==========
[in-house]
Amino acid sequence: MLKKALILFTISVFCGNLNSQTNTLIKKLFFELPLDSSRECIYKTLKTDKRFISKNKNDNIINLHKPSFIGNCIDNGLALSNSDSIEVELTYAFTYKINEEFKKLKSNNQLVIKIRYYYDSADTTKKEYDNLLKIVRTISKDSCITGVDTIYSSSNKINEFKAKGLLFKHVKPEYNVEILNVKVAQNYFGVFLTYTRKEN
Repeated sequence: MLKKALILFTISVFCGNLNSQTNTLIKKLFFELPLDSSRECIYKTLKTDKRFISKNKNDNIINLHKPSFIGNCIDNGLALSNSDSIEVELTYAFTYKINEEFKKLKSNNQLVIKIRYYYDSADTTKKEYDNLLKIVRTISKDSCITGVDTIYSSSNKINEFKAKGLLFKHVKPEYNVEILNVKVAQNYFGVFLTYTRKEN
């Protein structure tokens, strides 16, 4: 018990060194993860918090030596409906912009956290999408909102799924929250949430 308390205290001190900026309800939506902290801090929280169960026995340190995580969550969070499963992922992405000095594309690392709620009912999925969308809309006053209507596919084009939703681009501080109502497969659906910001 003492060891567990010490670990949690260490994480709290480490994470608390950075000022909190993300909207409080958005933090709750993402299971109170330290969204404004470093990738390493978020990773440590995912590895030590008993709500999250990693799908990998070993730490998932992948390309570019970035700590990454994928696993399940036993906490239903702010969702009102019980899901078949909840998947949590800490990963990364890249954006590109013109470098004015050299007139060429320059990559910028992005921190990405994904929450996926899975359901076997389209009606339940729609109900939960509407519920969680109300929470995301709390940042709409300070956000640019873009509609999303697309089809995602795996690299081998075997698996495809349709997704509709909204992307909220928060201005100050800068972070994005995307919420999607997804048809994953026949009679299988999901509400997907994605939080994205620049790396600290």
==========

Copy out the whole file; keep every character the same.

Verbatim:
[in-house]
Amino acid sequence: MLKKALILFTISVFCGNLNSQTNTLIKKLFFELPLDSSRECIYKTLKTDKRFISKNKNDNIINLHKPSFIGNCIDNGLALSNSDSIEVELTYAFTYKINEEFKKLKSNNQLVIKIRYYYDSADTTKKEYDNLLKIVRTISKDSCITGVDTIYSSSNKINEFKAKGLLFKHVKPEYNVEILNVKVAQNYFGVFLTYTRKEN
Repeated sequence: MLKKALILFTISVFCGNLNSQTNTLIKKLFFELPLDSSRECIYKTLKTDKRFISKNKNDNIINLHKPSFIGNCIDNGLALSNSDSIEVELTYAFTYKINEEFKKLKSNNQLVIKIRYYYDSADTTKKEYDNLLKIVRTISKDSCITGVDTIYSSSNKINEFKAKGLLFKHVKPEYNVEILNVKVAQNYFGVFLTYTRKEN
């Protein structure tokens, strides 16, 4: 018990060194993860918090030596409906912009956290999408909102799924929250949430 308390205290001190900026309800939506902290801090929280169960026995340190995580969550969070499963992922992405000095594309690392709620009912999925969308809309006053209507596919084009939703681009501080109502497969659906910001 003492060891567990010490670990949690260490994480709290480490994470608390950075000022909190993300909207409080958005933090709750993402299971109170330290969204404004470093990738390493978020990773440590995912590895030590008993709500999250990693799908990998070993730490998932992948390309570019970035700590990454994928696993399940036993906490239903702010969702009102019980899901078949909840998947949590800490990963990364890249954006590109013109470098004015050299007139060429320059990559910028992005921190990405994904929450996926899975359901076997389209009606339940729609109900939960509407519920969680109300929470995301709390940042709409300070956000640019873009509609999303697309089809995602795996690299081998075997698996495809349709997704509709909204992307909220928060201005100050800068972070994005995307919420999607997804048809994953026949009679299988999901509400997907994605939080994205620049790396600290």